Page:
• Construction Headlines

    April 17, 2010

    Cement Industry to turn around this year

    Following a 26.6 percent decline in cement consumption from 2008 to 2009, the Portland Cement Association (PCA) forecasts a modest 5.2 increase in this year-the first year-over-year improvement since consumption peaked in 2005. Stimulus-funded infrastructure projects and pent-up demand for sustainable, cost-effective materials will propel consumption up another 16.5 percent in 2011 and 14.5 Percent in 2012, according to PCA.

    Senate Blocks NLRB Nominee

    A Feb 9 vote in the U.S. Senate to end debate on the nomination of Craig Becker to the National Labor Relations Board (NLRB) failed 52-33 to reach the 60 votes needed to move forward with his appointment. Becker, a former Service Employees International Union, and AFL-CIO Association General Counsel have stated in the past that the NLRB should strip employees’ election of representatives,” including the right to file objections to union misconduct or challenge the makeup of a proposed bargaining unit.

    Supreme Court Eases Campaign Spending Limits

    In a 5-4 decision, the U.S. Supreme Court overturned a 20-year-old ruling how much corporations could spend to support or oppose candidates in federal elections. Citing the free-speech right of businesses to participate in the public debate of political issues, the court led corporations are no longer prohibited from using money from their general treasuries to pay for their own campaign ads. However, direct contributions to candidates from corporations and unions are still prohibited.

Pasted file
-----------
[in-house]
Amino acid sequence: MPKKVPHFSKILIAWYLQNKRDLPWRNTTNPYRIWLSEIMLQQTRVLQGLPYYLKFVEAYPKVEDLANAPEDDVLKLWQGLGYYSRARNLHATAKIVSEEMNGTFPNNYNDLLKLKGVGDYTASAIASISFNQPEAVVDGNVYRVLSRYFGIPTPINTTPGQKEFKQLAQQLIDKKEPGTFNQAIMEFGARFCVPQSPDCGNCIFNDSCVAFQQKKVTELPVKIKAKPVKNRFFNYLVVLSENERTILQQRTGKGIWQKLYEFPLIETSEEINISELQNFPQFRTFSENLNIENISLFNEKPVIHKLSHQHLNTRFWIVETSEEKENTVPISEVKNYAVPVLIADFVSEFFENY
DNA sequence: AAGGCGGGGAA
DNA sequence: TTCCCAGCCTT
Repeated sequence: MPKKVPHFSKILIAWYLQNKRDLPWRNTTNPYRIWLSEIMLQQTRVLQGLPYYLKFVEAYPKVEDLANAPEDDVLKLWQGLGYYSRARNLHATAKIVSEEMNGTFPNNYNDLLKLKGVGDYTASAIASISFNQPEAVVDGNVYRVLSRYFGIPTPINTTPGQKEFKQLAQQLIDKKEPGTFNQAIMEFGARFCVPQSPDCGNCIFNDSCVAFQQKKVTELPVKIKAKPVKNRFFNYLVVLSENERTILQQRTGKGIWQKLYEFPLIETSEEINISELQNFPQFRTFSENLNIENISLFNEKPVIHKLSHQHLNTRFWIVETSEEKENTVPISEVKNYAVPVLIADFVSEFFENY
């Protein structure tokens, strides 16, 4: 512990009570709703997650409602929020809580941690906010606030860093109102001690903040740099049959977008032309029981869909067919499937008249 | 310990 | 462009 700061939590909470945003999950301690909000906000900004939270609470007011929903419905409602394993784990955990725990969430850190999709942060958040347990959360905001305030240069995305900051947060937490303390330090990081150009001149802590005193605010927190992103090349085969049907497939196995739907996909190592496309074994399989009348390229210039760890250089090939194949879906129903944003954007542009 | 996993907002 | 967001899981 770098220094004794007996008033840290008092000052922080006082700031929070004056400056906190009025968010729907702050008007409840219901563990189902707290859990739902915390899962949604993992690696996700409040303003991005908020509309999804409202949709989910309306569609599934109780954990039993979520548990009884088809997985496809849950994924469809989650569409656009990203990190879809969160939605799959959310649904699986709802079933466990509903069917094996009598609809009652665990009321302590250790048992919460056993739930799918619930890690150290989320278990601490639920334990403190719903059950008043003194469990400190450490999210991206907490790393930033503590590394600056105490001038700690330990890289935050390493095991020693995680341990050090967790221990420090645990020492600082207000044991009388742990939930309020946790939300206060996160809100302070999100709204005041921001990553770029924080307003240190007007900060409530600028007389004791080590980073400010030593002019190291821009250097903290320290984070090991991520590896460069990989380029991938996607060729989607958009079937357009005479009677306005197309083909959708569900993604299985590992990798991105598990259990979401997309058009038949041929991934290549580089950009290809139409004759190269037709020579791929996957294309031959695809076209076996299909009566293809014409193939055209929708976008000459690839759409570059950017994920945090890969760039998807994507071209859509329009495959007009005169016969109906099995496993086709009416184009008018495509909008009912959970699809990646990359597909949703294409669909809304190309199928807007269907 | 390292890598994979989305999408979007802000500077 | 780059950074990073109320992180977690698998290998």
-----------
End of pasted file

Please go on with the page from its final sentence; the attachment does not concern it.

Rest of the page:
The ruling does not affect political action committees, but it threatens campaign spending limits imposed by 24 states. President Obama immediately opposed the courts’ decision stating he would work with his administration and Congress to “develop a forceful response.”

    Misclassification Bill Introduced in Senate

    Sen. John Kerry (D-Mass) introduced legislation that seeks to close a tax code “safe harbor” loophole and make it more difficult for employers to classify workers as independent contractors. Similar to a House bill (H.F> 3408) introduced last summer, the taxpayer responsibility, accountability and consistency Act (S. 2882) would amend the Internal Revenue Code of 1986 to include a provision requiring employers to show a “reasonable basis” for applying for the independent contractor status, or face employment tax liabilities. Also, employers would only be able to classify workers as independent contractors with written documentation from the Internal Revenue Service.

    By Joanna Masterson